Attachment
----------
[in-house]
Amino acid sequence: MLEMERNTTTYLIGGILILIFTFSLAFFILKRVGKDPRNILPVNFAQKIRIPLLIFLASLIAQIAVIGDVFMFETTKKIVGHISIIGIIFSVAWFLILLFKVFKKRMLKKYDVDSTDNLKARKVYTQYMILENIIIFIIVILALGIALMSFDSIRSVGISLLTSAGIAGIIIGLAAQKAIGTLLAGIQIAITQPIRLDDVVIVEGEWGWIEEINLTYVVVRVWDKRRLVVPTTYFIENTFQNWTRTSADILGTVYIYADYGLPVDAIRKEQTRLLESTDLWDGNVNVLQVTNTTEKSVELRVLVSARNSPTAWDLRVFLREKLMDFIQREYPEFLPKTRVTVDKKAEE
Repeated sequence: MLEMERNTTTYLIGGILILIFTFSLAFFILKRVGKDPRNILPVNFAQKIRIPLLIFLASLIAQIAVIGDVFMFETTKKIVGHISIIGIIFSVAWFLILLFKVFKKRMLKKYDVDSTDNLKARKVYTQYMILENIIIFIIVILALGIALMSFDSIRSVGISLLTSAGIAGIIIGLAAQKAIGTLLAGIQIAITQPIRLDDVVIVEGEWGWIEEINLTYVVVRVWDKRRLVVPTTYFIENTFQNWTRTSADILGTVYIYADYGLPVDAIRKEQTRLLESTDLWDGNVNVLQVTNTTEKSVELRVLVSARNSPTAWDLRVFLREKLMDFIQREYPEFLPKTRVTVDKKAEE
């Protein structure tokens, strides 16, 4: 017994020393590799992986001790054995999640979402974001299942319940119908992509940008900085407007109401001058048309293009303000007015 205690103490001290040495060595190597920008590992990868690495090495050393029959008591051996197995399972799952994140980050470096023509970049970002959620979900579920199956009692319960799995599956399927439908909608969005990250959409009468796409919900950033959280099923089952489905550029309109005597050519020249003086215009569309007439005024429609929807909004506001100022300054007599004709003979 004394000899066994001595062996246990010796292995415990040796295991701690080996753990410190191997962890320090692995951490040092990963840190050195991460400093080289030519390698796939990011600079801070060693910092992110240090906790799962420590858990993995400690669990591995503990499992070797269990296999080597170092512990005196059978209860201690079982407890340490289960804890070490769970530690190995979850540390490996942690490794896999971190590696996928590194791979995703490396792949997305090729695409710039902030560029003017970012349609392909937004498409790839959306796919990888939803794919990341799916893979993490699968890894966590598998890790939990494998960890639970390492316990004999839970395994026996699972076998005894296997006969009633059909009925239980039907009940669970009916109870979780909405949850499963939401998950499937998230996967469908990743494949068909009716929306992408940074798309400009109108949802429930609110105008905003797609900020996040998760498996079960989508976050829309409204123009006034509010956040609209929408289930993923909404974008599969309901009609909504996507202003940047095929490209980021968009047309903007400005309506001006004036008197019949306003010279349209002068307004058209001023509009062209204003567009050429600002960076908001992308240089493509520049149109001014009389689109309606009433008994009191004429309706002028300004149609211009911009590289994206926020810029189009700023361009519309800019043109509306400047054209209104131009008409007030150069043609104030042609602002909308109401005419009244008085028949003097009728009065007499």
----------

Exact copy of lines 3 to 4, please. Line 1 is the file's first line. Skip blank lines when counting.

Repeated sequence: MLEMERNTTTYLIGGILILIFTFSLAFFILKRVGKDPRNILPVNFAQKIRIPLLIFLASLIAQIAVIGDVFMFETTKKIVGHISIIGIIFSVAWFLILLFKVFKKRMLKKYDVDSTDNLKARKVYTQYMILENIIIFIIVILALGIALMSFDSIRSVGISLLTSAGIAGIIIGLAAQKAIGTLLAGIQIAITQPIRLDDVVIVEGEWGWIEEINLTYVVVRVWDKRRLVVPTTYFIENTFQNWTRTSADILGTVYIYADYGLPVDAIRKEQTRLLESTDLWDGNVNVLQVTNTTEKSVELRVLVSARNSPTAWDLRVFLREKLMDFIQREYPEFLPKTRVTVDKKAEE
């Protein structure tokens, strides 16, 4: 017994020393590799992986001790054995999640979402974001299942319940119908992509940008900085407007109401001058048309293009303000007015 205690103490001290040495060595190597920008590992990868690495090495050393029959008591051996197995399972799952994140980050470096023509970049970002959620979900579920199956009692319960799995599956399927439908909608969005990250959409009468796409919900950033959280099923089952489905550029309109005597050519020249003086215009569309007439005024429609929807909004506001100022300054007599004709003979 004394000899066994001595062996246990010796292995415990040796295991701690080996753990410190191997962890320090692995951490040092990963840190050195991460400093080289030519390698796939990011600079801070060693910092992110240090906790799962420590858990993995400690669990591995503990499992070797269990296999080597170092512990005196059978209860201690079982407890340490289960804890070490769970530690190995979850540390490996942690490794896999971190590696996928590194791979995703490396792949997305090729695409710039902030560029003017970012349609392909937004498409790839959306796919990888939803794919990341799916893979993490699968890894966590598998890790939990494998960890639970390492316990004999839970395994026996699972076998005894296997006969009633059909009925239980039907009940669970009916109870979780909405949850499963939401998950499937998230996967469908990743494949068909009716929306992408940074798309400009109108949802429930609110105008905003797609900020996040998760498996079960989508976050829309409204123009006034509010956040609209929408289930993923909404974008599969309901009609909504996507202003940047095929490209980021968009047309903007400005309506001006004036008197019949306003010279349209002068307004058209001023509009062209204003567009050429600002960076908001992308240089493509520049149109001014009389689109309606009433008994009191004429309706002028300004149609211009911009590289994206926020810029189009700023361009519309800019043109509306400047054209209104131009008409007030150069043609104030042609602002909308109401005419009244008085028949003097009728009065007499």